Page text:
Most likely, my children treat the old Latin Mass with respect and deference for the same reason my wife and I do: the entire liturgy takes us far away from everyday life, envelops us in a sense of mystery and spiritual solemnity, transports us out of time and place, and feeds our souls. It is not one thing in particular but the whole package, so integrated and thick with meaning, so radically unfamiliar and yet deeply penetrating, that causes us to hope that the Church will no longer treat this Mass as a bone thrown to quirky people willing to drive long distances to attend it, but as a mainstream part of everyday Catholic life, as it once was.

Catholic writers such as Michael Davies have gone to great lengths to demonstrate the theological superiority of the old Mass and its continuity with the practices of the early Church. Philosophers such as Catherine Pickstock of Cambridge University have contended that the old Roman Rite is so significant as a distinct language form that it solves the very riddle of linguistic meaning that the French deconstructionists have raised. She argues that the old liturgy, developed over 10 centuries, emerged as neither pure "text" nor pure revelation from God, but a "middle voice" between time and eternity, one that takes us to truth. But in the end, such arguments are not as important as the simple fact that the Latin Mass calls me personally and intimately to communion with God, and that everything that happens during that hour is directed toward that goal.

The Tridentine parish in Atlanta that we attend, St. Francis de Sales, opened only last year and is one of the few in the country where all the sacraments are offered in pre-Vatican II form. The pastor, the Rev. Mark Fischer of the Priestly Fraternity of St. Peter, a Vatican-approved order dedicated to the Tridentine rite, raised money to purchase a former Baptist church on the outskirts of town--and with its plain red brick exterior, hanging interior ball lights, acoustic ceiling (think public school, circa 1955), and pile carpet, let's just say this is no Chartres. And yet the people come. There are two Masses on Sunday, and both are three-quarters full and growing.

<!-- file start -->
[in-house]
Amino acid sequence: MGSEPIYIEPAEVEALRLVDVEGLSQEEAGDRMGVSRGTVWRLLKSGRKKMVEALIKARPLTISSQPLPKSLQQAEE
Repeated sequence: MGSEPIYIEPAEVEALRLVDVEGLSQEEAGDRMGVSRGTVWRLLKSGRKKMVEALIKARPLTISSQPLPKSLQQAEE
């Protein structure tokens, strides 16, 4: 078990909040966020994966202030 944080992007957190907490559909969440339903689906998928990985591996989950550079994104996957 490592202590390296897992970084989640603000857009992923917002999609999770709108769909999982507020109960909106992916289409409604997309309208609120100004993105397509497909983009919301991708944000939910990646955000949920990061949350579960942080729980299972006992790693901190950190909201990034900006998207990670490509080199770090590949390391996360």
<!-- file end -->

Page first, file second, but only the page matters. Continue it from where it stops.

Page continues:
Children of all ages can be seen at these Masses. In fact, most of the people there seem to be under 40 and over 65, with the generation that came of age during Vatican II conspicuously underrepresented. Many, like us, travel long distances to attend. The congregation includes a broad cross-section of races, ethnic groups, and social classes. What unites us all is a love of the old liturgy and our faith.

Why, if the case for the old Latin Mass is so apparent to so many of all ages, do we have to drive so far to find it? Part of the answer may lie in Church politics (many liturgists have invested heavily in the notion of "reform" that the new rite seems to entail) and part in sheer inertia. The new Mass is now the "tradition" in most parishes, like my own in Auburn. Still, I'm inclined to think that eventually the majority of Catholics will come to recognize--and reinstate--the beauty and profundity of the "quiet Mass" of the Tridentine rite, which my 3-year-old son can see so clearly.